We’ve also been toying around with the idea of producing some kind of integration between the Dashboard software that we’ve built and Crystal Reports and the Flash integration that they support. We feel like this might give us a way to better integrate the Dashboard framework that we’ve built with a typical way that business systems support automated reporting. In doing this however, we’d still want to address the staff’s connection with the data and it’s reporting, and we haven’t quite figured that one out yet.

Might Dashboards ever ‘replace’ annual reports in terms of general public access?

I’m not sure that Dashboards should ever replace annual reports. I think annual reports are sometimes criticized in that they are hard to digest and tedious to produce, and of ultimately limited value in some settings. This may actually have more to do with poor execution than a critique of the annual report as a medium for communicating about the state of an organization. Dashboards, by their nature are designed to be good at communicating small bits of information in a somewhat random order. Navigation can facilitate themes or grouping of statistics, but Dashboards will have a hard time supporting much of a narrative regarding the performance of an institution. Annual reports or other long format texts can do a much better job of this, but will probably always struggle to interrelate large sets of seemingly disparate statistics. Given those two thoughts, it seems that dashboards and annual reports are probably pretty good compliments to each other, and we should probably leverage that relationship better than we do today!

With all this data now being publicly available there would be some exciting possibilities for cross-institutional data sharing and analysis. Rob explains some tentative future plans for the project;

We’d love to open source this product at some point in the future and hope that it would encourage other institutions to take the transparency of their operations to the next level. In order to make that really successful we’re in need of some good partner institutions that could look at the existing system with a critical eye and provide insight and resource in determining how the Dashboard could be more broadly applicable for many different kinds of institutions.

We take software quality pretty seriously here, and feel like there are some projects that treat open sourcing their software as almost a dumping ground for stuff they’re done with. We think that casts open source software in a bad light, and is not helpful in communicating that there are a lot of open source projects that are of extremely high quality and value. We’re not underselling what it would take to package the Dashboard in a way that’s easy to use and install, and to providing at least some amount of support to a future community of users.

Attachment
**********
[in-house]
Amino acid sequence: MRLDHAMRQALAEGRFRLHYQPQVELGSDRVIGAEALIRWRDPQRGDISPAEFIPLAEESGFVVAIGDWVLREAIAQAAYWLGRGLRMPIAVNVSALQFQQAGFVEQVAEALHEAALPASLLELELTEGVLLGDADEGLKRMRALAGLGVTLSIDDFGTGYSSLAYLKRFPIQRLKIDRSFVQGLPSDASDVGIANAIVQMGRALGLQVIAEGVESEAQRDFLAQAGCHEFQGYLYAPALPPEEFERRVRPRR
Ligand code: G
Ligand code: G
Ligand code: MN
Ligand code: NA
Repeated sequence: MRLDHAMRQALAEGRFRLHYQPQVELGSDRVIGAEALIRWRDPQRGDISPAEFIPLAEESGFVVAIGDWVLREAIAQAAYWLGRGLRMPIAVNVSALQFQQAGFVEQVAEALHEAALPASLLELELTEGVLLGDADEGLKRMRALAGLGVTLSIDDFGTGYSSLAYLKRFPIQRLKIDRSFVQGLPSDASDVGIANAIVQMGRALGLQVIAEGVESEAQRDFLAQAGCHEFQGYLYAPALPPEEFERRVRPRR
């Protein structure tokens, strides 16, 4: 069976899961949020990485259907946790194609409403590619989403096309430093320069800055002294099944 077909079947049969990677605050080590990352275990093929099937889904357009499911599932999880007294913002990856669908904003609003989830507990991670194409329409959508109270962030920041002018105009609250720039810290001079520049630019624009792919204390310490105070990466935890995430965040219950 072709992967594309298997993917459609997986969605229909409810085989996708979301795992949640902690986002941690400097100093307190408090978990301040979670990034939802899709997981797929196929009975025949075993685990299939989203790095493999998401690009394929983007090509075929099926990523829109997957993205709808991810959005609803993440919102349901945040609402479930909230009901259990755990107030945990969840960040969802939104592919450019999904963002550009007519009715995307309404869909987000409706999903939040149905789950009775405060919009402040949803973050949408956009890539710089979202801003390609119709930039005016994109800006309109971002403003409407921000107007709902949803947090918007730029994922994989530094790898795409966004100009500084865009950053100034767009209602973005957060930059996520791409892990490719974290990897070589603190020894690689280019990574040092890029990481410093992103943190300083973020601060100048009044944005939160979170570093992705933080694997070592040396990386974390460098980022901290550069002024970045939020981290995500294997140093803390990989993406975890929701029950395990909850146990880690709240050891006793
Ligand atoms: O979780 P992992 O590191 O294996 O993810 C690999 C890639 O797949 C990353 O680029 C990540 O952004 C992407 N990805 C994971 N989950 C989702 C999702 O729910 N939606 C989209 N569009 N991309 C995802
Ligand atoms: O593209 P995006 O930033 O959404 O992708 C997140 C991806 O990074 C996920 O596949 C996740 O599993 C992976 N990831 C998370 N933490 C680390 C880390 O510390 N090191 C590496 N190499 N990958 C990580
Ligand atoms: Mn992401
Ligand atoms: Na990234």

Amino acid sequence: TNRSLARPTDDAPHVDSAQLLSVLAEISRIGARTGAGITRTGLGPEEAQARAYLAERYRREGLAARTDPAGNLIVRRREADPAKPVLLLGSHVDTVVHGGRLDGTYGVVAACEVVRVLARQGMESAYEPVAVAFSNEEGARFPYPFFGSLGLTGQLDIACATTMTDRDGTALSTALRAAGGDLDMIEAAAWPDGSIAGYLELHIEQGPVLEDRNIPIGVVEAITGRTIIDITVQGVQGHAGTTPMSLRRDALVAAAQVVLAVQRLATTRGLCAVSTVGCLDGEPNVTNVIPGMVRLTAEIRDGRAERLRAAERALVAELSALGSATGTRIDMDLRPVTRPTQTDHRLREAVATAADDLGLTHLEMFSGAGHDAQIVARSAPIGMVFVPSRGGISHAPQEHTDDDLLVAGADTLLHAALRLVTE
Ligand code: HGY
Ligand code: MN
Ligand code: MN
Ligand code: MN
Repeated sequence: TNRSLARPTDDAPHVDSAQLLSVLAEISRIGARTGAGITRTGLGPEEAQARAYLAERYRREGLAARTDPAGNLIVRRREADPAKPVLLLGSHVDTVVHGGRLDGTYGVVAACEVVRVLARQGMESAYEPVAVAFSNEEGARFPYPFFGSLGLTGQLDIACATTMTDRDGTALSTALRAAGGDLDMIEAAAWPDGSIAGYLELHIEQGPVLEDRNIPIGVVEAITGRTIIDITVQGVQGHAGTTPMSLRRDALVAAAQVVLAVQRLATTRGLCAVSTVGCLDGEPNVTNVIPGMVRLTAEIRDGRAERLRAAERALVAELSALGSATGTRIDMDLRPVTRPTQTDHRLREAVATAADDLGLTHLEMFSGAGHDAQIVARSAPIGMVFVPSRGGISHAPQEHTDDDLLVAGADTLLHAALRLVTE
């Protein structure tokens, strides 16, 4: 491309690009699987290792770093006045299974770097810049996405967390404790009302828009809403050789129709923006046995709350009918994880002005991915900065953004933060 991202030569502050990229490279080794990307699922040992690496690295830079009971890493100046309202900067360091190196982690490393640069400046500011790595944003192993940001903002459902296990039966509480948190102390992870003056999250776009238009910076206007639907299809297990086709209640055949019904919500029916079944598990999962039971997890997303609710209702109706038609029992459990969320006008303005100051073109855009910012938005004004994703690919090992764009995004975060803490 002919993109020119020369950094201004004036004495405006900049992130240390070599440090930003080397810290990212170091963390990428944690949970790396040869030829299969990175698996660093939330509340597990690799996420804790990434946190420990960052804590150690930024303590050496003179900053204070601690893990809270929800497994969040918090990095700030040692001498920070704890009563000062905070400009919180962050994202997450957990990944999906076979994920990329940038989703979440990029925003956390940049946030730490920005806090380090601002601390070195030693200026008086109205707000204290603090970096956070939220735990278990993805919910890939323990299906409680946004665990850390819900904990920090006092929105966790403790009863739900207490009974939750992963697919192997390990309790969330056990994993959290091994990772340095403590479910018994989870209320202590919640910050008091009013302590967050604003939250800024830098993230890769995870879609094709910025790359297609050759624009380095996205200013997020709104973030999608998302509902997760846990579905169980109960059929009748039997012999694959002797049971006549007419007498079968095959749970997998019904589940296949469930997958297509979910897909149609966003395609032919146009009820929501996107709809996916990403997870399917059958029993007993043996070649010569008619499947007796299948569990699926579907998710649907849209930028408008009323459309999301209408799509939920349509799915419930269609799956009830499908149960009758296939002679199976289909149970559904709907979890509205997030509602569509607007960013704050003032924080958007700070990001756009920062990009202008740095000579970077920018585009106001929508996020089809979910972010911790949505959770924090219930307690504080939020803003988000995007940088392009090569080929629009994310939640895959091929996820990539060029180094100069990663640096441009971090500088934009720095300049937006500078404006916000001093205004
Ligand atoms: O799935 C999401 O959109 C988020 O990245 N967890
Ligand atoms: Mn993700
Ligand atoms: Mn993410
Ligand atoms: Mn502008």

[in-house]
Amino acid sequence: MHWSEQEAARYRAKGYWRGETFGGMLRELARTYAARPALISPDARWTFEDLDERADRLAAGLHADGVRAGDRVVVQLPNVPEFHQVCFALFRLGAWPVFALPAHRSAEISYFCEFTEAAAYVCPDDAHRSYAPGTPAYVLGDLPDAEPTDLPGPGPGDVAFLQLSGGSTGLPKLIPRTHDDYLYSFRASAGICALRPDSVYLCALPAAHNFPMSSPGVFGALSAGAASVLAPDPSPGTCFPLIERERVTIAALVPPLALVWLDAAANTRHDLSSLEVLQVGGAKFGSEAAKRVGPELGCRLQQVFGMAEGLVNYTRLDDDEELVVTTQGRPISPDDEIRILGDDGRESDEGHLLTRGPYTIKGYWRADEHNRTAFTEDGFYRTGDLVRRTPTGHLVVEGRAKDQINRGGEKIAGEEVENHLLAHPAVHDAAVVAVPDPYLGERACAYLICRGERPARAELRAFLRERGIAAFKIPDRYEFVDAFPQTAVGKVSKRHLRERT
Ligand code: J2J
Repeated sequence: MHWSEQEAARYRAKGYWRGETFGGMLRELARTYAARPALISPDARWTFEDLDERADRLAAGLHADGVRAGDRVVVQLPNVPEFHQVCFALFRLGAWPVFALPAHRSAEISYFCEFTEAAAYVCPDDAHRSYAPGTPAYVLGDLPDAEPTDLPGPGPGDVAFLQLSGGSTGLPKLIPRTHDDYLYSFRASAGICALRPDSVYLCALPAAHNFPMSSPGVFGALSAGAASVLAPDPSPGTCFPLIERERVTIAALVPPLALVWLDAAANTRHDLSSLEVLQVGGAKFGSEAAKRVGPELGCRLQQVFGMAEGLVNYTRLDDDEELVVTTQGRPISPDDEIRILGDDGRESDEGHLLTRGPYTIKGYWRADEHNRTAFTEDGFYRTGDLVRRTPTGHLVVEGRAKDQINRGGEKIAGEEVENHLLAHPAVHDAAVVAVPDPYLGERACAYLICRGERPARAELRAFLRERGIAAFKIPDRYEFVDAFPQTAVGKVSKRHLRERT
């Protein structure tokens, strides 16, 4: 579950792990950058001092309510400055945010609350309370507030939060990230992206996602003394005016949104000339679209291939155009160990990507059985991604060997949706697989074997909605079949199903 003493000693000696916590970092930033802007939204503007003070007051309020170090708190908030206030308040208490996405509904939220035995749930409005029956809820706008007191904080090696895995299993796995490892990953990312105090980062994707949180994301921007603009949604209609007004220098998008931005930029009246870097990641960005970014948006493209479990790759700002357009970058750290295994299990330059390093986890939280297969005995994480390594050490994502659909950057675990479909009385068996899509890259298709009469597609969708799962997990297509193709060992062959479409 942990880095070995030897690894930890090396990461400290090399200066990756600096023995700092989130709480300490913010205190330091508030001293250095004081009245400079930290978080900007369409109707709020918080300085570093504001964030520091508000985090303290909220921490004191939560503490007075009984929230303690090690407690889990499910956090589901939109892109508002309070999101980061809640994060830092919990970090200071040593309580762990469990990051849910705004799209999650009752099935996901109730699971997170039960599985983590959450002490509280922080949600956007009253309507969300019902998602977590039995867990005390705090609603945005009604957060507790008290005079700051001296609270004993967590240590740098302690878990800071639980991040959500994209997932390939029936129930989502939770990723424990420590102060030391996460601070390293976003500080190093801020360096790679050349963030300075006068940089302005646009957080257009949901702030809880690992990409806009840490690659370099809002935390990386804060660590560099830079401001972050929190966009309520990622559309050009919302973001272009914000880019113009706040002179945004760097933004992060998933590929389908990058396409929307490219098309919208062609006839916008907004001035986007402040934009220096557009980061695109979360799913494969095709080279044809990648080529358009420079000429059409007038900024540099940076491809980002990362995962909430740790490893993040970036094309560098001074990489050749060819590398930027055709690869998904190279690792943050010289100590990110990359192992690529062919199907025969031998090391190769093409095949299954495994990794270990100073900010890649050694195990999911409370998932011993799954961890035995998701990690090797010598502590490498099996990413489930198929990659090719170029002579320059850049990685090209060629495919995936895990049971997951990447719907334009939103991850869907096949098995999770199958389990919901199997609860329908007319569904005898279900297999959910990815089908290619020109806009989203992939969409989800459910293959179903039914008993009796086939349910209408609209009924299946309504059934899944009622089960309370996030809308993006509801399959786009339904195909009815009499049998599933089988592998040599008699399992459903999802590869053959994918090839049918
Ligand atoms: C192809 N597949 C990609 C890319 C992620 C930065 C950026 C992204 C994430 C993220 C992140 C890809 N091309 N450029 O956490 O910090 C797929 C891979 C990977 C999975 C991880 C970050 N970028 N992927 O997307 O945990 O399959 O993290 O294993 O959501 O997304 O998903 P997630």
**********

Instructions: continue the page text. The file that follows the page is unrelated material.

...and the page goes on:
Thanks to Rob for taking the time to answer my questions and being so open in his responses.

Try out the Dashboard.

Interactive Media

Doing online interactives properly – Science Museum’s Launchball at SxSW

The Science Museum’s Launchball has just taken out ‘best of show‘ at South by Southwest.

That a museum website interactive could possibly take out that award is truly remarkable and a testament to the Science Museum’s web team. I can’t think on another example where a cultural organisation has had the nouse to make a game that was firstly, great fun to play, secondly, was addictive, and thirdly, had this appeal even if you had no interest in the exhibition space (Launchpad) that it was made for. Likewise, whilst it is ‘educational’, it is first and foremost fun. And that really matters.

Not only is it great fun and challenging to play, it is a great example of how user communities spontaneously can spring up around ‘great content’. It is a timely reminder that really great content counts far more than anything else – still.

Soon after launch it was posted to Digg which ensured that it quickly was seen and played by global tech audience – a very savvy viral marketing plan that didn’t come from any marketing department.

Mike Ellis, formerly of the Science Museum, who was invovled in the project has blogged quite extensively about the process behind its development.

I hope to have an interview with Mike and others involved in the project posted up here in the next few weeks to explore this in greater detail.

For now, huge congratulations to the Science Museum and their web team.

Museum blogging Social networking Web 2.0 Web metrics

Applying a new social media framework from Forrester to the cultural sector

Josh Bernoff at Forrester has put together another good chart of how corporations might use social media to support five key functions – research, marketing, sales, support and development. He neatly ties together function, objective, the appropriate choice of social media application, and then a success metric for each.

Whilst the cultural sector may not have the same ‘sales’ and ‘support’ needs, there are clear parallels if we begin to look at the objectives column.

(source: Groundswell at Forrester)

Let’s break it down.


Audience evaluation practices in light of visitor generated social media are clearly undergoing change and there are enormous new opportunities for insights. As Josh indicates, good metrics of success for ‘listening’ are the value and depth of insights, and the comparable cost of focus groups and surveys. In light of Lynda Kelly’s work in this area I’d say that social media offers many exciting new ways to not only undertake audience research but also to present it. Her work with ‘visitor stories’ is particularly exciting.